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John Young, Stonehouse Heritage Group, providing an engaging tour of the churchyard.

A new aspect for me, as an archaeologist, is the importance of the kirkyards as “living”; places to encourage a diverse range of wildlife. There has been less information collected about this element of the sites, and so this has been a great opportunity to collaborate with my colleagues in the partnership on how we can involve volunteers and experts to undertake natural heritage surveys to begin to understand their importance as habitats for wildlife.

The report also suggests many ways we can promote this information to local communities through interpretation and events.  We have already had one event, where Stonehouse Heritage Group provided a walking tour of the Stonehouse Kirkyard and a series of short talks from a range of speakers including Peder Aspen, a geologist who spoke about the issues of stone conservation and the Friends of Glasgow Necropolis about raising funds for their conservation work.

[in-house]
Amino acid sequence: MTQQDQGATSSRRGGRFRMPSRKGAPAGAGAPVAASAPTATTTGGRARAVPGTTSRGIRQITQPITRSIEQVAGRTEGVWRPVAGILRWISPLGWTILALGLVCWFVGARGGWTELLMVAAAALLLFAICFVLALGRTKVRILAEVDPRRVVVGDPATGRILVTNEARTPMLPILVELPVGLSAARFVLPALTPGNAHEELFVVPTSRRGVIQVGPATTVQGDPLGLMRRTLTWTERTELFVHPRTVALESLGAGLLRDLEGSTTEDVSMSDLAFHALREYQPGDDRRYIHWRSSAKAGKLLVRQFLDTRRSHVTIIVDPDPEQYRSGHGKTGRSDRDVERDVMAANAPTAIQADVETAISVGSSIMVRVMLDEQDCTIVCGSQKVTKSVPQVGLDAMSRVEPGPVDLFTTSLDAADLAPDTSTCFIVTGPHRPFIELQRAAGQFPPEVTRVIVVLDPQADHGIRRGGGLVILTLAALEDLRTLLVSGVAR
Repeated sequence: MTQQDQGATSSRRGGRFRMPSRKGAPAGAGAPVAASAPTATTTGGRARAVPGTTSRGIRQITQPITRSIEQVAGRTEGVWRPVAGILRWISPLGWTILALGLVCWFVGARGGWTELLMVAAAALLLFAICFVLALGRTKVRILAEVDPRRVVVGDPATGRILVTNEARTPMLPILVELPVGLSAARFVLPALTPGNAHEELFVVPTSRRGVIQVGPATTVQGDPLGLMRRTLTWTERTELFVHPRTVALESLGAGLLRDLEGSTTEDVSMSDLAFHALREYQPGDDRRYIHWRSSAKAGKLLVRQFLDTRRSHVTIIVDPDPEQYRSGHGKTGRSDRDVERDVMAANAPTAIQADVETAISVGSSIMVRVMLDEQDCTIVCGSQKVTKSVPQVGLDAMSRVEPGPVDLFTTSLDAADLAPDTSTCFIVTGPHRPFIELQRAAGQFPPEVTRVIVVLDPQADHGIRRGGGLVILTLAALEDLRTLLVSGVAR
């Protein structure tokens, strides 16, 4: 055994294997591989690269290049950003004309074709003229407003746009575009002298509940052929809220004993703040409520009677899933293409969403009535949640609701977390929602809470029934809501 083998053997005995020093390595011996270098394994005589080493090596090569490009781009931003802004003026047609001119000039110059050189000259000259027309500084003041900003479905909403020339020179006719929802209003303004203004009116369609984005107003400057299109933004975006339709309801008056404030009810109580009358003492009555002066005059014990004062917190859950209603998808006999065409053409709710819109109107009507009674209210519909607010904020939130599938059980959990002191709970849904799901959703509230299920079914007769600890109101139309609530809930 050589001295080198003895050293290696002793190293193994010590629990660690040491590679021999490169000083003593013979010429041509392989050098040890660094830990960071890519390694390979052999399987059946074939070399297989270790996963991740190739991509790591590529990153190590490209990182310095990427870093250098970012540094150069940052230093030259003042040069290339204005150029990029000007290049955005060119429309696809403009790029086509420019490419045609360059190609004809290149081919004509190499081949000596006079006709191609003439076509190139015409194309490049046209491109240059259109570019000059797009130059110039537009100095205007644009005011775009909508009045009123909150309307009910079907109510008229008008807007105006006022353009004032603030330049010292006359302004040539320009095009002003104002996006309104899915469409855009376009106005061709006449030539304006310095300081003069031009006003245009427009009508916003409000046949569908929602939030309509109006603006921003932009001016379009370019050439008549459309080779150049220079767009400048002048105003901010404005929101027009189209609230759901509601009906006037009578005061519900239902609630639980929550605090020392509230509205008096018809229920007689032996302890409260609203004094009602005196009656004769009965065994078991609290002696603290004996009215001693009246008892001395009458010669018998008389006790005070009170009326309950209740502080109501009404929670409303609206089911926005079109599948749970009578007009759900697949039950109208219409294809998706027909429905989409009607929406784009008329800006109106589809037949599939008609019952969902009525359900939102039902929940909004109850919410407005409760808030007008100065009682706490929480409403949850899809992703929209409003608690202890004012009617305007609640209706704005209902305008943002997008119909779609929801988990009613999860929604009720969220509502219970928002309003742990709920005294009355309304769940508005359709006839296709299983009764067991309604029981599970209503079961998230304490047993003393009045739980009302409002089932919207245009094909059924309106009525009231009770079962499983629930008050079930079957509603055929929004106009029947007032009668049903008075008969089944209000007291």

So today, will hopefully result in me moving forward on what we can do next.  The passion and enthusiasm from our consultants has really brought these sites to life for me.  I hope through the developing projects with communities we can do the same for others, and at the same time update and enhance the historic record for the CAVLP area.

 

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Ancient Tree Hunts: Linking the Cultural and the Natural, both Past and Present

Written by Sarah Sall, Volunteer and Outreach Coordinator, Clyde and Avon Valley Landscape Partnership

Having attended an excellent training day by the Ancient Tree Hunt I felt inspired to try and link two aspects of our Clyde and Avon Valley Landscape Partnership’s (CAVLP) work – the natural heritage and a newly understood aspect of its cultural heritage. As a result today I am sending out my second Ancient Tree Hunt schedule to some eagerly awaiting volunteers, who are going to help us record many special trees in the designed landscape of Dalzell Estate in North Lanarkshire and the neighbouring RSPB Scotland nature reserve of Baron’s Haugh.